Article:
EP0300163A1May 25, 1988Jan 25, 1989Degussa AktiengesellschaftProcess for the preparation of epoxides
Non-Patent Citations
Reference
1Bull, A., et al., Epoxidation of Cyclohexene Compounds, Equivalent of JP62230778, Abstract of Equivalent ES2003695A6.
2Nobukatsu, I., Device for Lining Inner Surface of Pipe by Air Floating Method, JP62234570A, Abstract.
3Teshigahara, S., et al., Epoxidization of Alicyclic Olefin, JP5213919A, Abstract.
4Venturello C., et al. "Quaternary Ammonium Tetrakis (diperoxotungsto) phosphates (3-) as a New Class of Catalysts for Efficient Alkene Epoxidation with Hydrogen Peroxide." Journal of Organic Chemistry, American Chemical Society. Eston, US. vol. 53, No. 7, 1988, pp. 1553-1557.
Classifications
U.S. Classification523/403, 549/518, 523/402, 549/523, 549/531, 549/524, 523/400
International ClassificationB32B27/38, C08G59/20, C08L63/00, C08G59/24, C07D301/12, C08G59/22
Cooperative ClassificationC07D303/38, C07D301/12
European ClassificationC07D303/38, C07D301/12
Legal Events
DateCodeEventDescription
Feb 19, 2009ASAssignment
Owner name: DOW ITALIA S.R.L.,ITALY
Free format text: ASSIGNMENT OF ASSIGNORS INTEREST;ASSIGNOR:FORLIN, ANNA;REEL/FRAME:022283/0411
Effective date: 20060623
Owner name: DOW DEUTSCHLAND GMBH & CO. OHG,GERMANY
Free format text: ASSIGNMENT OF ASSIGNORS INTEREST;ASSIGNOR:BERGAMO, MASSIMO;REEL/FRAME:022283/0603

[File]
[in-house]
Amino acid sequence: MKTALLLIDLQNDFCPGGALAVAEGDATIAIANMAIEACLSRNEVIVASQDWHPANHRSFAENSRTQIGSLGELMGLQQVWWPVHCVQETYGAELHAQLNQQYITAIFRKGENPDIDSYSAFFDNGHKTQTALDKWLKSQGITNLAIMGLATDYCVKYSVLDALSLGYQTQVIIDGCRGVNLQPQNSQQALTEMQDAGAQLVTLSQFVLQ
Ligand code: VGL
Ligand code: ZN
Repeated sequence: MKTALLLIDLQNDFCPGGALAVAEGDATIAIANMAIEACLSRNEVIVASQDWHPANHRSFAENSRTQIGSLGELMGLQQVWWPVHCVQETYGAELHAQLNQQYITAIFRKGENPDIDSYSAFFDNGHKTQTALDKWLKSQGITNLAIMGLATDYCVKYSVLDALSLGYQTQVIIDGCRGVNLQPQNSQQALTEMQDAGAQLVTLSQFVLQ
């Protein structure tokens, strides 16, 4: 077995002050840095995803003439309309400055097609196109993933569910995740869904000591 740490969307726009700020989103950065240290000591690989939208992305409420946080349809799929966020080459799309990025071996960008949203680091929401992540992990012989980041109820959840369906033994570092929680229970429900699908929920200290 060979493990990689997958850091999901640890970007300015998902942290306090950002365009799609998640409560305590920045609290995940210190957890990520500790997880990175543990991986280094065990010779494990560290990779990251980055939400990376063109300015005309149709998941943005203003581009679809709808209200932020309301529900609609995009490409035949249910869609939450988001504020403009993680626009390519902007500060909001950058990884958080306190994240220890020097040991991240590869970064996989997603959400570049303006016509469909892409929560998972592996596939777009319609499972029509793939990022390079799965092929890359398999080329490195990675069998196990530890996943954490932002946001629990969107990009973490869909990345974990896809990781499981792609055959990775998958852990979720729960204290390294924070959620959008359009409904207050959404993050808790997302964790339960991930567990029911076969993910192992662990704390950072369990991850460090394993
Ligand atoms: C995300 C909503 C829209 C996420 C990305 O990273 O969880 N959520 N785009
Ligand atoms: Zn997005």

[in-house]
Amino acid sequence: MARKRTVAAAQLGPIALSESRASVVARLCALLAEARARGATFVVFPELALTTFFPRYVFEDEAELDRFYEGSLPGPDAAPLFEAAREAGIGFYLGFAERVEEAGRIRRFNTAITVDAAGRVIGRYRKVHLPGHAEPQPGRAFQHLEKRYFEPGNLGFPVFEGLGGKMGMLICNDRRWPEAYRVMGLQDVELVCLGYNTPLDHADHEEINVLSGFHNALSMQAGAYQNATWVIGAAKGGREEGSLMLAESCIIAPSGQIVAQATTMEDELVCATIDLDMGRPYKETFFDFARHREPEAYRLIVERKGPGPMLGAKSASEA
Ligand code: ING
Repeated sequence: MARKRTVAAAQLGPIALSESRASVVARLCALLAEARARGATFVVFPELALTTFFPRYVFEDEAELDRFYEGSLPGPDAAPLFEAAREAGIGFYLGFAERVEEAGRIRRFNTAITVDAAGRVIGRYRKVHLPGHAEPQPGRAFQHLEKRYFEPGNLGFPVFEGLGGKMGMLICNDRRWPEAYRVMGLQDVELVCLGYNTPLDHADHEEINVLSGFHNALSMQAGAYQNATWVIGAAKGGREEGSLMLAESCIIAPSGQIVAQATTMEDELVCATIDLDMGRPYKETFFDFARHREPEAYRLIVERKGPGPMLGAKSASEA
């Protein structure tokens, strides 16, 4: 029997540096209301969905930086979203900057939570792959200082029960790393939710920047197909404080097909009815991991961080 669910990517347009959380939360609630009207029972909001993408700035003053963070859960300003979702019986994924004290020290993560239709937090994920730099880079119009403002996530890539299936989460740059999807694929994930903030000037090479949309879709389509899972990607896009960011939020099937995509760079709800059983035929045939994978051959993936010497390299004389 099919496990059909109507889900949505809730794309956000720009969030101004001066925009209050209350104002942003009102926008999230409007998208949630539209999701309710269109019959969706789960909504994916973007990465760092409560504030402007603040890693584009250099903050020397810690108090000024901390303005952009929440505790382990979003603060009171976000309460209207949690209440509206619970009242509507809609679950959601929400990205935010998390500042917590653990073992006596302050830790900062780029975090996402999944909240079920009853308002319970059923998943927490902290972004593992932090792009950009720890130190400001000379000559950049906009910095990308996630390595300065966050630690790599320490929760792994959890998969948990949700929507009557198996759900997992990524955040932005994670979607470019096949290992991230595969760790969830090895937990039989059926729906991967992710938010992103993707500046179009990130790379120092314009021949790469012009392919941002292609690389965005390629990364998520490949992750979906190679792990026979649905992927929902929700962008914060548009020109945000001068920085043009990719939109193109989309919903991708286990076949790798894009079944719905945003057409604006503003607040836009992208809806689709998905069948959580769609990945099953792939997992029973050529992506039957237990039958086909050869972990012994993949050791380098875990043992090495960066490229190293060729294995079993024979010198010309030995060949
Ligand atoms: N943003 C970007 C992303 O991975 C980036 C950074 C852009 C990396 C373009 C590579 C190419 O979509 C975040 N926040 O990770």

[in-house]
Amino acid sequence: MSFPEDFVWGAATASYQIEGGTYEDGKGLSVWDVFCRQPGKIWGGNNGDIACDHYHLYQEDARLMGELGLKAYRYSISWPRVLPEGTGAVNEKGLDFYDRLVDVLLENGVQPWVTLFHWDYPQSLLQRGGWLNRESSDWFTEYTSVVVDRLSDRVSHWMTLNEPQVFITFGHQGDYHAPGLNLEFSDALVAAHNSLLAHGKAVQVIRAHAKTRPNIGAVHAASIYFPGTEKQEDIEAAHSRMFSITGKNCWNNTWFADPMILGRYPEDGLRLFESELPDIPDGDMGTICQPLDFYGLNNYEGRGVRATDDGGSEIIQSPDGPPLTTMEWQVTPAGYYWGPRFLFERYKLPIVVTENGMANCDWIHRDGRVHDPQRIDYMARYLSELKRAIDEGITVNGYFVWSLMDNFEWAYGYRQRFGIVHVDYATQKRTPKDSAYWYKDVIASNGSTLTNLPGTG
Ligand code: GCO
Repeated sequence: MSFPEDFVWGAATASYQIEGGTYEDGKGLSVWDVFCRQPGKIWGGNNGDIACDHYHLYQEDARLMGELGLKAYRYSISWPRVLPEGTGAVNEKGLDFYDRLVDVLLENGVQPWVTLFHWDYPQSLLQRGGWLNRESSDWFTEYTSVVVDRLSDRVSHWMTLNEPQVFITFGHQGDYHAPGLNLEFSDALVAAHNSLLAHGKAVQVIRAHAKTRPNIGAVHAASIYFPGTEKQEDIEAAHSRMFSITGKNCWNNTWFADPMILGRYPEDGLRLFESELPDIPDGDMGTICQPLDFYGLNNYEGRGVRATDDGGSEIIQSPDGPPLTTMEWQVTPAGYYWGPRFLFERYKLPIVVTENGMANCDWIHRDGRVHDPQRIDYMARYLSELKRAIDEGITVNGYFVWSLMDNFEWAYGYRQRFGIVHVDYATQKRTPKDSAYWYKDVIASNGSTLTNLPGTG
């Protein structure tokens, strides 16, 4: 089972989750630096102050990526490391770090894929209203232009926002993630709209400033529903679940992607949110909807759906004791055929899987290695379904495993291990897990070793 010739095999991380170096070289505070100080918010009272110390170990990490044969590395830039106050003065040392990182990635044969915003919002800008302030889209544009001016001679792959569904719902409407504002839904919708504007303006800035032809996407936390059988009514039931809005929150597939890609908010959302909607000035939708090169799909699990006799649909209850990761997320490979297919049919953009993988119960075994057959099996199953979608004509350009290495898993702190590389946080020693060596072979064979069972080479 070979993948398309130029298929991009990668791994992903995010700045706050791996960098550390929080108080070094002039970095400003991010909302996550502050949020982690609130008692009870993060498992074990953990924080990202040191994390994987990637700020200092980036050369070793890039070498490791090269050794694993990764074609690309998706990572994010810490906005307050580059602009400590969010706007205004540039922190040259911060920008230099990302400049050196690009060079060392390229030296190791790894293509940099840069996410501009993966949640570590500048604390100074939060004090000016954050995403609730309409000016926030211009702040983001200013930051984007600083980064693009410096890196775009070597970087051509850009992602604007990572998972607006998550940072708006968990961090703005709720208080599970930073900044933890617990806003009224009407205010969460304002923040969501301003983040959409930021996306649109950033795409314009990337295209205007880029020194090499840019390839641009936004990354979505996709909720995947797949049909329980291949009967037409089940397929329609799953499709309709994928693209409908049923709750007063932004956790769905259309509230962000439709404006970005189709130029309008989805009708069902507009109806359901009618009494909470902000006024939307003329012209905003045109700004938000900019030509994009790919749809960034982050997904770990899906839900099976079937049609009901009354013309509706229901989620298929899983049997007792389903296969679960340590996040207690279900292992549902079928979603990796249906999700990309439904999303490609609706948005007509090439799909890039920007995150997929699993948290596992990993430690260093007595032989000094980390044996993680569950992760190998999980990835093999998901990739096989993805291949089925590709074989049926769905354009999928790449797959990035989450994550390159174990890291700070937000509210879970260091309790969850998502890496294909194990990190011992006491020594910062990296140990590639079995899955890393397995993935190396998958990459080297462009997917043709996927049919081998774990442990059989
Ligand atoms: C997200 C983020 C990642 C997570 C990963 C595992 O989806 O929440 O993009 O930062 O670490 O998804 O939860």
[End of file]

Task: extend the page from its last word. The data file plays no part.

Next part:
Effective date: 20070903
Owner name: DOW GLOBAL TECHNOLOGIES INC.,MICHIGAN
Free format text: ASSIGNMENT OF ASSIGNORS INTEREST;ASSIGNORS:CARTER, WELLS;JEAN, DAVID;SIGNING DATES FROM 20070809 TO20070823;REEL/FRAME:022293/0183
Owner name: DOW ITALIA S.R.L., ITALY
Free format text: ASSIGNMENT OF ASSIGNORS INTEREST;ASSIGNOR:FORLIN, ANNA;REEL/FRAME:022283/0411
Effective date: 20060623
Owner name: DOW DEUTSCHLAND GMBH & CO. OHG, GERMANY
Free format text: ASSIGNMENT OF ASSIGNORS INTEREST;ASSIGNOR:BERGAMO, MASSIMO;REEL/FRAME:022283/0603
Effective date: 20070903
Owner name: DOW GLOBAL TECHNOLOGIES INC., MICHIGAN
Free format text: ASSIGNMENT OF ASSIGNORS INTEREST;ASSIGNORS:CARTER, WELLS;JEAN, DAVID;SIGNING DATES FROM 20070809 TO20070823;REEL/FRAME:022293/0183
Owner name: THE DOW CHEMICAL COMPANY, MICHIGAN
Free format text: ASSIGNMENT OF ASSIGNORS INTEREST;ASSIGNOR:DOW DEUTSCHLAND GMBH & CO. OHG;REEL/FRAME:022283/0679